Acceptance and Commitment Therapy: A Framework for a Meaningful Life – Copy

Acceptance and Commitment Therapy (ACT), may continue to be my favorite therapeutic modality for the remainder of my career.  ACT intuitively makes sense to me.  As I explain to my clients when introducing this type of therapy, Acceptance and Commitment Therapy doesn’t seek to reduce emotional pain, but to find meaning in spite of it.  Pain is unavoidable and happiness is not sustainable- tenants of ACT support these basic concepts of human life. 

Acceptance and Commitment Therapy was introduced in 1986 by Steve Hayes and draws from Buddhism, mindfulness, and Relational Frame Theory. Although I won’t attempt to summarize all components of ACT in one blog post, the most comprehensive explanation I can offer is by way of taking you through the ACT hexaflex. The hexaflex is a visual reference that references the six components of Acceptance and Commitment Therapy. 

The ACT Hexaflex


Acceptance is best explained by the statement: “I don’t like it.  I don’t want it.  But, I accept it.”  Acceptance in ACT emphasizes human’s innate dislike of change, and affirms the need to feel unpleasant feelings and events.  For example, in treating anxiety, ACT therapists don’t immediately look to minimize the frequency and duration of symptoms, but letting go of the struggle to change the sensation.  Unexpectedly, this practice often leads to a decrease in symptoms.  Experiential avoidance is the opposite of acceptance, which is what happens when people resist inevitable unpleasant feelings or situations. 

Cognitive Defusion

Defusion is my favorite ACT concept.  Acceptance and Commitment Therapy offers various techniques to try to minimize the stories we tell ourselves about our lived experience.  The human brain makes up all kinds of stories and seeks to compare like experiences, which often leads to unnecessary stress.  Some techniques include: (1) labeling the process of thinking, “I’m having the thought that I’m a failure” (2) mimicking, making light of the thought (i.e.: stating out loud to oneself: “I’m the stupidest person I know” in the tone of Arnold Schwarzenneger) or (3) singing the thought in the form of song (i.e. “I’ll always fail forever and ever” to the tune of Mary had a Little Lamb).   

Don’t knock them ’til you try them! Singing “I will worry, always, forever” to the tune of Donna Lewis’s 90s hit, “I Love You, Always Forever” has often helped me interrupt the cycle and move on to a more productive activity than ruminating. 

Being Present

Boil some tea in a glass kettle or a pot with a glass lid.  Watch the 5 minute process of boiling water with interest.  Next, get a tea bag.  Smell the tea, inhaling deeply.  Put the tea bag in a mug and watch the tea brew as you pour the hot water over it.  Blow cool air on the tea.  Take a sip.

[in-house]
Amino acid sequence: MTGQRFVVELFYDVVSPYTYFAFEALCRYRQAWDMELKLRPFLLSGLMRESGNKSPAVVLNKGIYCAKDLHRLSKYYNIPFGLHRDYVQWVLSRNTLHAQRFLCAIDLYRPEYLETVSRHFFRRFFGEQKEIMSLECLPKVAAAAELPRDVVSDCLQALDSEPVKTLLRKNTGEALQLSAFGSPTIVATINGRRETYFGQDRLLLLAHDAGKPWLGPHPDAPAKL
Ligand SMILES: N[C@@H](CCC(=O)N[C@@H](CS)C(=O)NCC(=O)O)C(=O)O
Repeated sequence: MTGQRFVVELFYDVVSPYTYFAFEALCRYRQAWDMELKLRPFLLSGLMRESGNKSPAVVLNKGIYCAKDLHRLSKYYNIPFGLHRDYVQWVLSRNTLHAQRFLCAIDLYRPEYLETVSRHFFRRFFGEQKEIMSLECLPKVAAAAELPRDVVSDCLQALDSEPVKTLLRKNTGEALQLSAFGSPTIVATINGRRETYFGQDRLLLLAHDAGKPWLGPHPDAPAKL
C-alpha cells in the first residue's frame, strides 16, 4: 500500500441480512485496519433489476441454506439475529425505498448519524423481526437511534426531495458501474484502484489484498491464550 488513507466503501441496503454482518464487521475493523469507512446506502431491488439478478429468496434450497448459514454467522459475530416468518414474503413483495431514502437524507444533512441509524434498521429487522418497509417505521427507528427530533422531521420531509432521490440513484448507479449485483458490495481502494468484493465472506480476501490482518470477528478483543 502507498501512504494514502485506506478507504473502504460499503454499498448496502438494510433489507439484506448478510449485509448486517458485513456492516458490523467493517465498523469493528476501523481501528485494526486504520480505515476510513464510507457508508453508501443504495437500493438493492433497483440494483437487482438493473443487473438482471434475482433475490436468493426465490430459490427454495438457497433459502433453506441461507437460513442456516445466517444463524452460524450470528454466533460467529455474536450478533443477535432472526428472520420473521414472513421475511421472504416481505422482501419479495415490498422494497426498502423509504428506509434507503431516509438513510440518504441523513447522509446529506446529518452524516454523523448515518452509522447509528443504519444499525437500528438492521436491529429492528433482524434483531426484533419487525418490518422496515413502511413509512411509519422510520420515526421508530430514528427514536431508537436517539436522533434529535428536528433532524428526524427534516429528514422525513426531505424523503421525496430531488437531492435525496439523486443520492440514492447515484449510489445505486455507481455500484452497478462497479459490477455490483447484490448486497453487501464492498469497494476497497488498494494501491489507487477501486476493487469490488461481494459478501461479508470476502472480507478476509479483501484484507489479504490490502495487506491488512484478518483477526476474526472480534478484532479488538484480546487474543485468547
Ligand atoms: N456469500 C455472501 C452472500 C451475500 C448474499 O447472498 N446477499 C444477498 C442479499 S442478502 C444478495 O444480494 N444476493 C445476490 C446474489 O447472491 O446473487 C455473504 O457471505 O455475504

While most of us cannot make our lives work with this monk like level of presence, slowing down for just 5 minutes can be incredibly soothing.  I find sitting meditation for long periods of time quite difficult, as I know many of you do. Task oriented mindful activities like the above tend to do the same trick, increasing awareness and decreasing stress. 

Self as a Context

Self as a context involves disattachment.  You are you, your thoughts are your thoughts, your feelings are your feelings, your experiences your experiences.  Your thoughts, feelings, and experiences aren’t who you are.  As you can see in the middle of the hexaflex, “psychological flexibility,” or the ability to adapt to changing thoughts, feelings, and circumstances, is the central goal of ACT.  Practicing self as a context by noticing and not reacting increases our capacity for psychological flexibility.


ACT is, above all, a value led practice.  All the other ACT techniques lead to value identification, which then leads to commitment (see below).  One activity an ACT therapist may engage you in is processing your values in a variety of life domains like: intimate relationship, friendships, civic duty/community, and physical health.  Further, this exercise includes rating each domain’s importance in your life.  A value led framework can be helpful in the therapeutic process for years to come.  For example, if you rate physical health as a 9/10 but you haven’t exercised in two weeks, it may be time to get back into your routine.  ACT is not shame based, we do not exercise because it’s the right thing to do, but because it is an important part of what we do.  


ACT uses the acronym FEAR to help mitigate the difficulty between identifying our goals and taking committed action towards them.  F (fusion), E (excessive expectations), A (avoidance), R (resisting change).  An ACT therapist will help you create a framework in which tolerating discomfort feels like a useful function in order to live a value aligned existence.   An ACT therapist will also help you define measurable short, mid, and long term goals which are value led, not based on any societal or family standards.  

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